Nuzum's Superstitions Help Lead FSU Softball to Success
A lucky pair of socks. A certain hair style. Painted nails. There are many superstitions in softball, but Fairmont State's Nikki Nuzum may have found a way to top all of them with the design of her eye black.
"The eye black started in my sophomore year," said Nuzum, a senior pitcher on the team. "I actually did it for a Halloween costume. I was Mike Tyson for Halloween. And then first home game, a senior did my eye black, and it kind of looked like, so then we won, and it just stuck for the next three years."
Coach Rick Wade said he has no problem with the eye black because the team has had a lot of success while she has worn it.
"You all have your superstitions of what sock you put on first, what shoe you tie first," Wade said. "We won a ball game with it on, and it just stuck. She's worn it every year and every game since then, and we've won a lot of games with her eye black on the side like that."
Wade admitted that he also has his own superstitions, but he doesn't see any eye black in his future.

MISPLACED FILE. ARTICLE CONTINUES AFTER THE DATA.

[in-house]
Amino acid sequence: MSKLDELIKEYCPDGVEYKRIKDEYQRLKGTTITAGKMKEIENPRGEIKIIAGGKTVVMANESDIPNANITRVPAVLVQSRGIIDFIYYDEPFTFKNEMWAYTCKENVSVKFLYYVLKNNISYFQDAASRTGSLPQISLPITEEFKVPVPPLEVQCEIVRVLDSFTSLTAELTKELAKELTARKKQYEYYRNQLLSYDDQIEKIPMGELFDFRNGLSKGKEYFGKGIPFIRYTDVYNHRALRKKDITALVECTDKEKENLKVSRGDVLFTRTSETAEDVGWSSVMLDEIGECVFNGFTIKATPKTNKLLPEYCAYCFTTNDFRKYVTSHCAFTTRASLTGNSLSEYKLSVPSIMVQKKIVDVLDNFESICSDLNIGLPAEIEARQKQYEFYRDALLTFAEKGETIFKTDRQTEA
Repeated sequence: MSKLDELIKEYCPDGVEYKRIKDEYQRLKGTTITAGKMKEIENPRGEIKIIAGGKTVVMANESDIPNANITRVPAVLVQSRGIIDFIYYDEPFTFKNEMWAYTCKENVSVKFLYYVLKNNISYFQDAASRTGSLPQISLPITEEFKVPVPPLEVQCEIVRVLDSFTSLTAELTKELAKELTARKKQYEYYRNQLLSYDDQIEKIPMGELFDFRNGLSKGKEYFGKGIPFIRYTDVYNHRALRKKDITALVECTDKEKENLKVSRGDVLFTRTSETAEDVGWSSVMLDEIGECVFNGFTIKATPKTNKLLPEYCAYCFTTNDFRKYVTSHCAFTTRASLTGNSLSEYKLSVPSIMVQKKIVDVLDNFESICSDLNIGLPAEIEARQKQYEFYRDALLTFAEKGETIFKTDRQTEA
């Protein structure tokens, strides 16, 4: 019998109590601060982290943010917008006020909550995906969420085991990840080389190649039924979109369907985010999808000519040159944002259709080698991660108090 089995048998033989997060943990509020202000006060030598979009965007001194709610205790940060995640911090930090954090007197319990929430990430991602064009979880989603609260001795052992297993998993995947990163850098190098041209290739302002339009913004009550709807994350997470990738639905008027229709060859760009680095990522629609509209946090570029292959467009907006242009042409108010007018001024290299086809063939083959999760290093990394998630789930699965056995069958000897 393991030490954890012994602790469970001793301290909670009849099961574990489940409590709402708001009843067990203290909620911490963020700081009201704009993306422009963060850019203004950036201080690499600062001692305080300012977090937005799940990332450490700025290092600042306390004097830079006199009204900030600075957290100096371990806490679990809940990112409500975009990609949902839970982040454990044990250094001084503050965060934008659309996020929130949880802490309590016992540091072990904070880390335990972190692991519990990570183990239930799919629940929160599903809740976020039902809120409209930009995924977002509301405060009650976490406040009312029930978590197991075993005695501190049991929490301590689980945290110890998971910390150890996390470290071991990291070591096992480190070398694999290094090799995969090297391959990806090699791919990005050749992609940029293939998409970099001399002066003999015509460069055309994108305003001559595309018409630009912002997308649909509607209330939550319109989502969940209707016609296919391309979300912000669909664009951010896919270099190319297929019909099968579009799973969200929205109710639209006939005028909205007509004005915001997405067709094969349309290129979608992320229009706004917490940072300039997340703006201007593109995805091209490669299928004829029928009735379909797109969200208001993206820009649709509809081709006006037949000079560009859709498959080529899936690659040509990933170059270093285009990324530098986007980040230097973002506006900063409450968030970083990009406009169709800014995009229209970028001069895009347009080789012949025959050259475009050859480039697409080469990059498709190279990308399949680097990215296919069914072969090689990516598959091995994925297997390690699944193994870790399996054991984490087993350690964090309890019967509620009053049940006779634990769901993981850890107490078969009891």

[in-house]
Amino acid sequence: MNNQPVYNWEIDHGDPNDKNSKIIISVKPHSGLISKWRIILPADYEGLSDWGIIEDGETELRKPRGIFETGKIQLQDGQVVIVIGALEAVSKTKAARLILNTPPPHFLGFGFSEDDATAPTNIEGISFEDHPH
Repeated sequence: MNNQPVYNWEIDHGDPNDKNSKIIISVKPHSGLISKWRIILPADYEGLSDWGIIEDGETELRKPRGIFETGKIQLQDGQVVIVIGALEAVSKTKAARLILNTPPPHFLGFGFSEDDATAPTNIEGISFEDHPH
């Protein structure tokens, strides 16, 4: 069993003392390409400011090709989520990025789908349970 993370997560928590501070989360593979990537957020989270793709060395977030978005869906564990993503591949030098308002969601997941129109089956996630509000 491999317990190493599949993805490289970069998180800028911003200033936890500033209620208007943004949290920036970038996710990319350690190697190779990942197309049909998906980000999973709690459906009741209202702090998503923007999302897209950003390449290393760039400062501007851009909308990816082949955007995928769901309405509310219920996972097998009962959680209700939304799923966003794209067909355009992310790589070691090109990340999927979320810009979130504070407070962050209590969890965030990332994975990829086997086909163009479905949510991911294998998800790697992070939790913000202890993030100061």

"I'll maybe put on the same jacket that I've won a ballgame with, things like that, but I'm not too much for that," Wade said. "I do use the same pencil for every game to keep score. That's my thing. I have a pencil that I keep in my left pocket."
Nuzum said she believes that superstitions are so common in softball because they bring an element of control into a sport that luck will often dictate.
"Baseball and softball are such a game of luck," Nuzum said. "Things can just go bad. You can have one thing go bad after another. Then you have one thing that goes good. You have one hit after another hit. I just feel like superstitions like just make us feel like we have some type of control over that luck."
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